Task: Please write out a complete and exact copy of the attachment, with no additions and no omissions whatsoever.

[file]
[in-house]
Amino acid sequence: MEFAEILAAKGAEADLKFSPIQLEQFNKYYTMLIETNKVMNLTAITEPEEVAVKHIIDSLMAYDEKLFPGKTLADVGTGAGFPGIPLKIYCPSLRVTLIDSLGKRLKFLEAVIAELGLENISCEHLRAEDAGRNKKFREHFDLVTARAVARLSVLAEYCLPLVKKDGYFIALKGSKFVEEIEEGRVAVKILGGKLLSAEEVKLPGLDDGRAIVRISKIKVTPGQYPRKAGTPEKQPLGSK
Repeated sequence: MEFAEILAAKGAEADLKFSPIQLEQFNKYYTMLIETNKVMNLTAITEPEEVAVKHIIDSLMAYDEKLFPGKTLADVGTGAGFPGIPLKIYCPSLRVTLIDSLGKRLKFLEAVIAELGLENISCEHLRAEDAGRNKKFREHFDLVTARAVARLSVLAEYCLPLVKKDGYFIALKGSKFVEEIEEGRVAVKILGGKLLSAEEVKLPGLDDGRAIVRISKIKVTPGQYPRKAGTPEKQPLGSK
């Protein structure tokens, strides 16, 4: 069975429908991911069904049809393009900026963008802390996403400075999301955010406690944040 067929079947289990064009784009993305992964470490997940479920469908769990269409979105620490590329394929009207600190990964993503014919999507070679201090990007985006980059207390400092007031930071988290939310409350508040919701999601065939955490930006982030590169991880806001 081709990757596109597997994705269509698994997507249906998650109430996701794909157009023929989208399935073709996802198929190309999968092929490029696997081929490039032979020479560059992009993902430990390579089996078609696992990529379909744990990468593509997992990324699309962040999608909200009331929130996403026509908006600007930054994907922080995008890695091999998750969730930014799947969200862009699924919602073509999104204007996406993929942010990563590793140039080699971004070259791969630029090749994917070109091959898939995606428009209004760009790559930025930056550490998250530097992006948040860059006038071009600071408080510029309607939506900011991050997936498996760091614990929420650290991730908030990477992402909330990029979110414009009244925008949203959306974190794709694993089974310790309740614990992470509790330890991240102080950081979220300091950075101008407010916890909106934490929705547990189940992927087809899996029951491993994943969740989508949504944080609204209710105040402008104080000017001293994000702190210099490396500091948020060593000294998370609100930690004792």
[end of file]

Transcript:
[in-house]
Amino acid sequence: MEFAEILAAKGAEADLKFSPIQLEQFNKYYTMLIETNKVMNLTAITEPEEVAVKHIIDSLMAYDEKLFPGKTLADVGTGAGFPGIPLKIYCPSLRVTLIDSLGKRLKFLEAVIAELGLENISCEHLRAEDAGRNKKFREHFDLVTARAVARLSVLAEYCLPLVKKDGYFIALKGSKFVEEIEEGRVAVKILGGKLLSAEEVKLPGLDDGRAIVRISKIKVTPGQYPRKAGTPEKQPLGSK
Repeated sequence: MEFAEILAAKGAEADLKFSPIQLEQFNKYYTMLIETNKVMNLTAITEPEEVAVKHIIDSLMAYDEKLFPGKTLADVGTGAGFPGIPLKIYCPSLRVTLIDSLGKRLKFLEAVIAELGLENISCEHLRAEDAGRNKKFREHFDLVTARAVARLSVLAEYCLPLVKKDGYFIALKGSKFVEEIEEGRVAVKILGGKLLSAEEVKLPGLDDGRAIVRISKIKVTPGQYPRKAGTPEKQPLGSK
């Protein structure tokens, strides 16, 4: 069975429908991911069904049809393009900026963008802390996403400075999301955010406690944040 067929079947289990064009784009993305992964470490997940479920469908769990269409979105620490590329394929009207600190990964993503014919999507070679201090990007985006980059207390400092007031930071988290939310409350508040919701999601065939955490930006982030590169991880806001 081709990757596109597997994705269509698994997507249906998650109430996701794909157009023929989208399935073709996802198929190309999968092929490029696997081929490039032979020479560059992009993902430990390579089996078609696992990529379909744990990468593509997992990324699309962040999608909200009331929130996403026509908006600007930054994907922080995008890695091999998750969730930014799947969200862009699924919602073509999104204007996406993929942010990563590793140039080699971004070259791969630029090749994917070109091959898939995606428009209004760009790559930025930056550490998250530097992006948040860059006038071009600071408080510029309607939506900011991050997936498996760091614990929420650290991730908030990477992402909330990029979110414009009244925008949203959306974190794709694993089974310790309740614990992470509790330890991240102080950081979220300091950075101008407010916890909106934490929705547990189940992927087809899996029951491993994943969740989508949504944080609204209710105040402008104080000017001293994000702190210099490396500091948020060593000294998370609100930690004792």